Chapter 26. Manual Configuration

eCos developers will generally use the graphical Configuration Tool for configuring an eCos system and building the target library. However, some user prefer to use command line tools. These command line tools can also be used for batch operations on all platforms, for example as part of a nightly rebuild and testing procedure.

In the current release of the system the command line tools do not provide exactly the same functionality as the graphical tool. Most importantly, there is no facility to resolve configuration conflicts interactively.

The eCos configuration system, both graphical and command line tools, are under constant development and enhancement. Developers should note that the procedures described may change considerably in future releases.

26.1. Directory Tree Structure

When building eCos there are three main directory trees to consider: the source tree, the build tree, and the install tree.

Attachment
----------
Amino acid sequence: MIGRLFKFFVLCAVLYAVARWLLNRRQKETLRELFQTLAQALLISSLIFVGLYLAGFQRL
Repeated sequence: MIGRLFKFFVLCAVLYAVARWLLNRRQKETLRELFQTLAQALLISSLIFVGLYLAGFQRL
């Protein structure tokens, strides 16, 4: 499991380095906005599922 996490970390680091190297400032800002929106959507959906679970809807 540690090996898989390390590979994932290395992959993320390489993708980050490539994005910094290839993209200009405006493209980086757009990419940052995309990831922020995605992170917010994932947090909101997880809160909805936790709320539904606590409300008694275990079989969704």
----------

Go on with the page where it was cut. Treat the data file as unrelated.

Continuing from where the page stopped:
The source tree, also known as the component repository, is read- only. It is possible to use a single component repository for any number of different configurations, and it is also possible to share a component repository between multiple users by putting it on a network drive.

The build tree contains everything that is specific to a particular configuration, including header and other files that contain configuration data, and the object files that result from compiling the system sources for this configuration.

The install tree is usually located in the install subdirectory of the build tree. Once an eCos system has been built, the install tree contains all the files needed for application development including the header files and the target library. By making copies of the install tree after a build it is possible to separate application development and system configuration, which may be desirable for some organizations.

26.2. Creating the Build Tree

Generating a build tree is a non-trivial operation and should not be attempted manually. Instead, eCos is shipped with a tool called ecosconfig that should be used to create a build tree.